First John: 1 John 4:7a-The Child of God Must Obey the Command to Love One Another Because This Love Originates with God Lesson # 158
1 John 4:7 Beloved, let us love one another, for love is from God, and whoever loves has been born of God and knows God. (ESV)
“Beloved, let us love one another” is composed of the following: (1) vocative masculine singular form of the adjective agapētos (ἀγαπητός), “beloved” (2) first person plural present active subjunctive form of the verb agapaō (ἀγαπάω), “we love” (3) accusative masculine plural form of the reciprocal pronoun allēlōn (ἀλλήλων), “one another.”
The apostle John is employing the familiar figure of asyndeton in order to mark a transition to the ninth major section of First John.
The adjective agapētos employed here as a substantive and means “beloved” indicating the close personal relationship that existed between the recipients of this epistle who were believers residing in the Roman province of Asia and the apostle John.
This adjective agapētos also speaks of the relationship the recipients of this epistle possessed with the Trinity and also expresses the fact that they were the recipients and beneficiary of God’s love.
The verb agapaō means “to divinely love” since the word pertains to the function of God’s love in the life of the apostle John and the recipients of First John since John is speaking of the love which is reproduced in the child of God by God the Holy Spirit when they obey the Lord Jesus Christ’s Spirit inspired command in John 13:34 and 15:12 to love one another as He loves them.
The first person plural form of this verb means “we” referring to John and each of the recipients of First John.
Thus, this is an “inclusive” we referring to both John who is the author of First John and the recipients of this epistle.
The subjunctive mood of this verb agapaō is a hortatory subjunctive which is used to exhort or command oneself and one’s associates.
It is used to urge someone to unite with the speaker in a course of action upon which he has already decided and is an exhortation in the first person plural.
The present tense of this verb agapaō is a customary or stative present which is used to signal an ongoing state expressing the idea of John and the recipients of First John continue to exist in the state of loving one another.
The reciprocal pronoun allēlōn is used with reference to the relationship between believers with each other.
Specifically, it is used with reference to the relationship between John and the recipients of First John and the recipients of First John with each other.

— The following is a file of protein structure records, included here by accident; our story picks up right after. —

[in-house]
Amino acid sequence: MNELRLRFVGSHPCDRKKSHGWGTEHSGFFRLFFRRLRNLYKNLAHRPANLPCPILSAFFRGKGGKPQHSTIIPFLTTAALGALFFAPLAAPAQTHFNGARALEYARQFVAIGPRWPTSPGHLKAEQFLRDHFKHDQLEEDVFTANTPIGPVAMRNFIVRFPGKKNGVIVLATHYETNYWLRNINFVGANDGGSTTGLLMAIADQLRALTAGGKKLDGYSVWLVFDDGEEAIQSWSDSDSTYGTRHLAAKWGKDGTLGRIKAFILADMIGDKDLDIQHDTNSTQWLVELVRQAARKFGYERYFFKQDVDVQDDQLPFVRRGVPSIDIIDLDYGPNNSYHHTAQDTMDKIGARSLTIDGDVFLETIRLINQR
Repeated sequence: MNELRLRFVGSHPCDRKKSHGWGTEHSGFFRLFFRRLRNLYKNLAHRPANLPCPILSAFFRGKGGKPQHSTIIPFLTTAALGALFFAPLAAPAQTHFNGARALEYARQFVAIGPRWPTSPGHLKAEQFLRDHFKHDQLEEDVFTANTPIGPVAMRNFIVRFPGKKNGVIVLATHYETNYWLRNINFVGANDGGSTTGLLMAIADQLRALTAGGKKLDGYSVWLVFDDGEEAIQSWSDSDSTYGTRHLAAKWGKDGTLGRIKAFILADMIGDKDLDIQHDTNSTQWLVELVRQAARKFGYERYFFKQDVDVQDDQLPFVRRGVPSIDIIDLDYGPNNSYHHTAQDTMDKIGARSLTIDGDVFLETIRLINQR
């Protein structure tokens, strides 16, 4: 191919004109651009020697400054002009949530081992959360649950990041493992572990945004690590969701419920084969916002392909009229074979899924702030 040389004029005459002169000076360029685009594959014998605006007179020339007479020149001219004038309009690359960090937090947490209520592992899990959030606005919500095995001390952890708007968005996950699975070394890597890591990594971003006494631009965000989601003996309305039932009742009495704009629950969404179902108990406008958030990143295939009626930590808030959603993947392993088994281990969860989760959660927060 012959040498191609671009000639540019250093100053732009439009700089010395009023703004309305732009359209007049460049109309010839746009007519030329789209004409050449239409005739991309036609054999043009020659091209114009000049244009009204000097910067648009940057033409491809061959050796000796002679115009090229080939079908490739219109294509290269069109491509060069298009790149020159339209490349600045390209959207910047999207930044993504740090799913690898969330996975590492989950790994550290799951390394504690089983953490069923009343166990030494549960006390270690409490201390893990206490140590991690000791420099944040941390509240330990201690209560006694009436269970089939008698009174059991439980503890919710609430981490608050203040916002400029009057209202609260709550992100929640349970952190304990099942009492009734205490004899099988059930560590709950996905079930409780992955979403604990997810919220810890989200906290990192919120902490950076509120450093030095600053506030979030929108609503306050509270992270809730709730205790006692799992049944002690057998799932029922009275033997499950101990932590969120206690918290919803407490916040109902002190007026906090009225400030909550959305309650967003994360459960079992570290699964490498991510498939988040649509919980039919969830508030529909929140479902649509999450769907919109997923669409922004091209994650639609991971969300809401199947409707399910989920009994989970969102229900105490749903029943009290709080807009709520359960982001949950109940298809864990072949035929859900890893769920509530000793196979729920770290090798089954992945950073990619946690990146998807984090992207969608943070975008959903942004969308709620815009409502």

The word denotes that there was to be a mutual exchange between all of them in that they were to love each other as the Lord loved them.
“For love is from God” is composed of the following: (1) conjunction hoti (ὅτι), “for” (2) articular nominative feminine singular form of the noun agapē (ἀγάπη), “love” (3) preposition ek (ἐκ), “from” (4) articular genitive masculine singular form of the noun theos (θεός), “God” (5) third person singular present active indicative form of the verb eimi (εἰμί), “is.”
The conjunction hoti is employed with the indicative mood of the verb eimi, “is” in order to form a causal clause which presents the reason for the previous command which required that John and the recipients of First John continue to exist in the state of loving one another.
The noun agapē means “divine-love” since it does not refer to the function of human love but rather the exercise of divine-love that is produced by the Spirit through the child of God who is obedient to the Spirit inspired command of the Lord Jesus Christ in John 13:34 and 15:12 to love one another as He loves them.
The verb eimi means “to exist in a particular state or condition of being a characteristic.”
This would then indicate that this love is performing the action of existing in the state or condition of being a characteristic which originates from God the Father.
As we have noted many times in our study of First John, the articular construction of the noun theos in the New Testament commonly signifies the first member of the Trinity unless otherwise indicated by the context.